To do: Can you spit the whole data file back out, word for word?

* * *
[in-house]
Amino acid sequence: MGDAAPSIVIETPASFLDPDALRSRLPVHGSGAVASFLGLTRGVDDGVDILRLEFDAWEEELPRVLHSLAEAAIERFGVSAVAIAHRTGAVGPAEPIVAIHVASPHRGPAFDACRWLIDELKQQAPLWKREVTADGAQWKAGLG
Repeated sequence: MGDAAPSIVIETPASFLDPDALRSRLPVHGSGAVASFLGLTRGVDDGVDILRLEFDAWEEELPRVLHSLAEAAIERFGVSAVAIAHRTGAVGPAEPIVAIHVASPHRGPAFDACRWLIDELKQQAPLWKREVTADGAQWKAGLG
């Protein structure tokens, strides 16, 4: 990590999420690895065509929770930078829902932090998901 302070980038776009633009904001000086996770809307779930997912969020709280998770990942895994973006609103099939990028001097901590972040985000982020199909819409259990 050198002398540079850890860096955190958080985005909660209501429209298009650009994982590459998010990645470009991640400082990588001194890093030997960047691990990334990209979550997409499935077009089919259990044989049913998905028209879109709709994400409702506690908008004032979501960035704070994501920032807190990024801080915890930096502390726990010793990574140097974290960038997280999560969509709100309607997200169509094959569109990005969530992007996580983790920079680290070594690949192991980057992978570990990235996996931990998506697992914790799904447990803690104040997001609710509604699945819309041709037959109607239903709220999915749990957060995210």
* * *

[in-house]
Amino acid sequence: MGDAAPSIVIETPASFLDPDALRSRLPVHGSGAVASFLGLTRGVDDGVDILRLEFDAWEEELPRVLHSLAEAAIERFGVSAVAIAHRTGAVGPAEPIVAIHVASPHRGPAFDACRWLIDELKQQAPLWKREVTADGAQWKAGLG
Repeated sequence: MGDAAPSIVIETPASFLDPDALRSRLPVHGSGAVASFLGLTRGVDDGVDILRLEFDAWEEELPRVLHSLAEAAIERFGVSAVAIAHRTGAVGPAEPIVAIHVASPHRGPAFDACRWLIDELKQQAPLWKREVTADGAQWKAGLG
């Protein structure tokens, strides 16, 4: 990590999420690895065509929770930078829902932090998901 302070980038776009633009904001000086996770809307779930997912969020709280998770990942895994973006609103099939990028001097901590972040985000982020199909819409259990 050198002398540079850890860096955190958080985005909660209501429209298009650009994982590459998010990645470009991640400082990588001194890093030997960047691990990334990209979550997409499935077009089919259990044989049913998905028209879109709709994400409702506690908008004032979501960035704070994501920032807190990024801080915890930096502390726990010793990574140097974290960038997280999560969509709100309607997200169509094959569109990005969530992007996580983790920079680290070594690949192991980057992978570990990235996996931990998506697992914790799904447990803690104040997001609710509604699945819309041709037959109607239903709220999915749990957060995210």